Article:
If a disaster strikes a physical server, it’s essential to restore critical data and operations swiftly to minimize business downtime and avoid irreversible damage. It can take several hours or days to restore a physical server. Therefore, creating a disaster recovery plan ahead of time is necessary to prepare for potential threats. 

Virtual servers

In general, virtual offers more centralized security and management due to new technologies at the hypervisor layer—a universal security model can be developed and implemented easily.

The disaster recovery process in a virtual environment is much simpler. When a disaster strikes a virtual server, there is almost no downtime, as you can restore the entire VM with the help of previously created VM backups. 

Are physical servers outdated?

According to Statista, IT professionals worldwide estimated a nearly 50/50 split between on-site physical servers and cloud-hosted virtual servers in 2022. They estimate that ratio will hold through 2024.

So, despite the shift of workloads to the cloud, physical servers are vital to most businesses and play a crucial role in many IT environments. While physical servers are still relevant and utilized for a good portion of modern work cases, virtualization and cloud servers have gained popularity due to their benefits—including better resource utilization, scalability, and cost-effectiveness. 

When supporting your clients, consider their unique needs and make an informed decision based on an in-depth understanding of their business needs and challenges.   

Taking some of the work out of monitoring your clients’ server infrastructure can increase your MSP’s operational efficiency, freeing up time for you to focus on growing your business. Check out our eBook, Quiet the Noise: Automate Server Management with an RMM, to see how adopting an intelligent RMM solution can help boost your bottom line.

Making your decision on physical vs. virtual servers

Consider several key factors before recommending whether to use physical or virtual machine servers for your clients. This includes an evaluation of:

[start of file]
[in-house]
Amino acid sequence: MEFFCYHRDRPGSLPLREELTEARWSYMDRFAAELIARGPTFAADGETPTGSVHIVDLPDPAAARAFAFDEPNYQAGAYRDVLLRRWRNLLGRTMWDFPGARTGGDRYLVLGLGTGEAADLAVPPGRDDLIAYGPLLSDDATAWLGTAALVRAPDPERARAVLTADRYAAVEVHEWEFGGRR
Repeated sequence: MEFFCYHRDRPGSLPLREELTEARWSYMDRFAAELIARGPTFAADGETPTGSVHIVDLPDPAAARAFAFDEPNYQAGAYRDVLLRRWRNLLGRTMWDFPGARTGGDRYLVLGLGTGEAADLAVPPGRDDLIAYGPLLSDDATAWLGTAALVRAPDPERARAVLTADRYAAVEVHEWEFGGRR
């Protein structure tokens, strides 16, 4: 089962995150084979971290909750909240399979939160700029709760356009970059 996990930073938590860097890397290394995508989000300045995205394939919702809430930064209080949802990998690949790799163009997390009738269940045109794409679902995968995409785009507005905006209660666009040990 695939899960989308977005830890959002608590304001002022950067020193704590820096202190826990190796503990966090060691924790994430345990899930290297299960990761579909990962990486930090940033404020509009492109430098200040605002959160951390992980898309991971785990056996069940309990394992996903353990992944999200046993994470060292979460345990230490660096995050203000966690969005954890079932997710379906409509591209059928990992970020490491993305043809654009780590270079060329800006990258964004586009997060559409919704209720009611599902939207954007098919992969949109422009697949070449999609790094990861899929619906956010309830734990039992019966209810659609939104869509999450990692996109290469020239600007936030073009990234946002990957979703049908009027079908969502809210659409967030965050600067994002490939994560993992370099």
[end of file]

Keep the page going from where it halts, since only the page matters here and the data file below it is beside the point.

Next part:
• Business performance needs 
  • Scalability needs and demands 
  • Budget constraints and considerations 
  • Cybersecurity concerns 

Physical servers: best fits

Resource-intensive applications

For clients that use demanding, resource-intensive applications or systems that require maximum performance or dedicated hardware, a physical server is always optimal. Examples of good use cases for a physical server include clients who work with large and complex databases, scientific simulations, or 3D rendering software. 

Security-sensitive workloads

Is your client’s security of utmost importance and crucial to their business success? Government agencies, financial institutions, and healthcare organizations working with highly sensitive data are among the best candidates for physical servers. 

Legacy systems

Clients with legacy systems, applications, or hardware may struggle to virtualize their IT infrastructure. In these cases—and in harmony with their overall budget constraints—it may be more effective to maintain physical servers as opposed to redeveloping the systems on a virtual server. 

Virtual servers: best fits

Dynamic business models

Is your client’s business highly flexible, with the potential to scale up or down rapidly and without warning? One of the most common examples is an e-commerce website, which can experience sudden and unpredictable changes throughout the year. Using a virtual server is often the most effective way to handle these fluctuations, thanks to their flexible scaling capabilities.